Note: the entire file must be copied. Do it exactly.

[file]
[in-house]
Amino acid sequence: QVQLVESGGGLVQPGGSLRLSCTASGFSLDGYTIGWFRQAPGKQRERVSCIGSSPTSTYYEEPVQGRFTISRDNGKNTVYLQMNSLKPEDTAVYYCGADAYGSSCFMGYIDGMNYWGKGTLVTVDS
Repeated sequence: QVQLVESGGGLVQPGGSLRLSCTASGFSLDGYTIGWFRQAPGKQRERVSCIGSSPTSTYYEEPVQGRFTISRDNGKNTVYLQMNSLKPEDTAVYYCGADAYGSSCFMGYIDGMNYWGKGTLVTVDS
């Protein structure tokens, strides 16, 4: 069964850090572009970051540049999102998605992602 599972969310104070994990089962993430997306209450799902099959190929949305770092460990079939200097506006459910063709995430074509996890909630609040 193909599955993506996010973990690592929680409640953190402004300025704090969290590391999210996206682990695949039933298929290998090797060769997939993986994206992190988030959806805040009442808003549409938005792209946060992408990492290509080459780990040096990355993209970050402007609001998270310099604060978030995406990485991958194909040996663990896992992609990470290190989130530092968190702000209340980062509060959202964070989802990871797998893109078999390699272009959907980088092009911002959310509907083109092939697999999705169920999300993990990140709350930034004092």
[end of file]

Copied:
[in-house]
Amino acid sequence: QVQLVESGGGLVQPGGSLRLSCTASGFSLDGYTIGWFRQAPGKQRERVSCIGSSPTSTYYEEPVQGRFTISRDNGKNTVYLQMNSLKPEDTAVYYCGADAYGSSCFMGYIDGMNYWGKGTLVTVDS
Repeated sequence: QVQLVESGGGLVQPGGSLRLSCTASGFSLDGYTIGWFRQAPGKQRERVSCIGSSPTSTYYEEPVQGRFTISRDNGKNTVYLQMNSLKPEDTAVYYCGADAYGSSCFMGYIDGMNYWGKGTLVTVDS
């Protein structure tokens, strides 16, 4: 069964850090572009970051540049999102998605992602 599972969310104070994990089962993430997306209450799902099959190929949305770092460990079939200097506006459910063709995430074509996890909630609040 193909599955993506996010973990690592929680409640953190402004300025704090969290590391999210996206682990695949039933298929290998090797060769997939993986994206992190988030959806805040009442808003549409938005792209946060992408990492290509080459780990040096990355993209970050402007609001998270310099604060978030995406990485991958194909040996663990896992992609990470290190989130530092968190702000209340980062509060959202964070989802990871797998893109078999390699272009959907980088092009911002959310509907083109092939697999999705169920999300993990990140709350930034004092």